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Janitor’s union: Campaign for D11 candidate Ahsha Safai or pay $150

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Ahsha Safai is a candidate for the District 11 seat on the San Francisco Board of Supervisors. (Courtesy Ahsha Safai)
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If you’re a San Francisco janitor in SEIU Local 87, you may soon face a choice: Pay the union $150, or campaign for Ahsha Safai, candidate for District 11 supervisor.

Whether you consider that to be extortion of already overburdened workers, or a fair way of ensuring union participation, depends on who you are.

On Guard obtained the Aug. 18 meeting minutes of Local 87, which represents more than 4,000 private sector custodial workers. Its president, Olga Miranda, has also stumped heavily for Safai.

His candidacy comes at a crucial time, when five seats on the Board of Supervisors are up for grabs. Any two of them going to the moderates could tip the balance of power on the board back toward Mayor Ed Lee’s allies.

Safai’s and opponent Kimberly Alvarenga’s campaigns have split unions in this town on either side, seen by the Labor Council’s “no endorsement” in District 11 — a clear peacekeeping move.

Safai earned $9,000 or $19,000 (depending on the year) for his work as a political consultant at Local 87 until 2012. He then began to independently consult for the union as a contractor (for about the same range of cost) and billed it through his consultancy company, Kitchen Cabinet Public Affairs.

Is this pay-to-play? Some Local 87 members sure do think so.

Local 87’s minutes describe members in the meeting proposing “Measures for members that did not show up to picket lines … motion to penalize members who did not show up @ [sic] Rallies during contract time will be fined $150/day or doing campaign activity for candidates endorsed by Local union.”

I can see a future with Supervisor Safai right now: “Comment at the Board of Supervisors, or you owe me $150.” “Curb your wheels, or you owe me $150!”

Essentially, if you’re not out on the picket line, you’ve got to help Safai campaign against Alvarenga — or pay up.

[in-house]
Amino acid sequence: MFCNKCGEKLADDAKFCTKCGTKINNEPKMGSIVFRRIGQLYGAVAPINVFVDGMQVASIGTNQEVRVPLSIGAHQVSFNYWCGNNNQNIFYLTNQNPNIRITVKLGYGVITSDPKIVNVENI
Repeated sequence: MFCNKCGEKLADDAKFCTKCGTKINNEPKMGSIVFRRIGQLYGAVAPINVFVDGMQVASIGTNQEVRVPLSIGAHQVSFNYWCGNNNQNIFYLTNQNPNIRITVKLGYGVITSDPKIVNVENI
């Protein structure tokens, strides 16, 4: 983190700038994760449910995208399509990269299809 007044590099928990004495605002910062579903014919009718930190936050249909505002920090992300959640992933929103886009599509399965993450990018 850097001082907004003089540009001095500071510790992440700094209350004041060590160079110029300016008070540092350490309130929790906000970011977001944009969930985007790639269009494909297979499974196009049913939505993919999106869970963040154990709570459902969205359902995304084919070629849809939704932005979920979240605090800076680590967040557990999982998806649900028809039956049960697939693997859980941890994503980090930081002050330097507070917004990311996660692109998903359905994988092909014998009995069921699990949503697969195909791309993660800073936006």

“I’ve worked as a political coordinator for SEIU for 14 years and I haven’t heard of such a thing,” Gabriel Haaland of rival union SEIU 1021 told me.

Now, granted, Haaland supports Alvarenga, but he was still adamant.

“It’s the most odd thing I’ve ever heard in my life,” he said.

That choice rankled longtime Local 87 members Elsa Almanza and Juan Avila, who I spoke to during the San Francisco Democratic Party board’s meeting last Wednesday.

“He’s not a trustworthy person,” Avila said of Safai. Almanza added, “He doesn’t do anything related to organizing the members.”

As you can imagine, Safai and Miranda, the union’s head, rebuffed the idea there was anything untoward about offering this odd choice.

Safai said the idea that people had to campaign for him or pay money was “a distortion of the truth” because members were given “options” and that “this is not something unique to my campaign. The union has done this in multiple situations in the past.”

Miranda said their union is very small, so it needs mechanisms to make members “accountable.”

She brought up a fair point: Her union only racked wins against tech companies like Airbnb, Uber and Square for better treatment for custodial workers because they picketed.

Miranda said if her members had a problem with stumping for Ahsha, “I would not have been re-elected.” She touted her win for Local 87’s presidency last week as proof that “our members trust us.”

SEIU Local 87 would benefit from a candidate who has its issues at heart on the Board of Supervisors, she said. For instance, a past proposal to extend hours on parking meters in the Financial District was harmful to janitors, she said.

“It benefits us to be involved politically,” Miranda said.

Seeing how hard they’ve stumped for Safai, you’d better believe it will.

* * *

Cue the tiniest of violins for politicians looking to circumvent campaign finance laws, as the Democratic County Central Committee voted last Wednesday to advocate for California lawmakers to restrict the DCCC’s campaign contributions to $500 and to add that limit to its bylaws. Previously, contributions were unlimited.

The resolution was authored by Petra DeJesus — hat’s off to her.

During last June’s election, DCCC candidates racked up more than $2.3 million in donations because of a fundraising loophole: If you’re running for supervisor, you’re beholden to a $500 contribution limit. But if you also run for DCCC at the same time, you can easily pocket $10,000 or more from a contributor.

Judson True, an aide to Assemblymember and incumbent candidate David Chiu, said Chiu supports the DCCC resolution and is “exploring a bill for next year,” but much work is still to be done.

It’s a start.

On Guard prints the news and raises hell each week. Email Fitz at joe@sfexaminer.com, and follow him on Twitter and Instagram @FitztheReporter.

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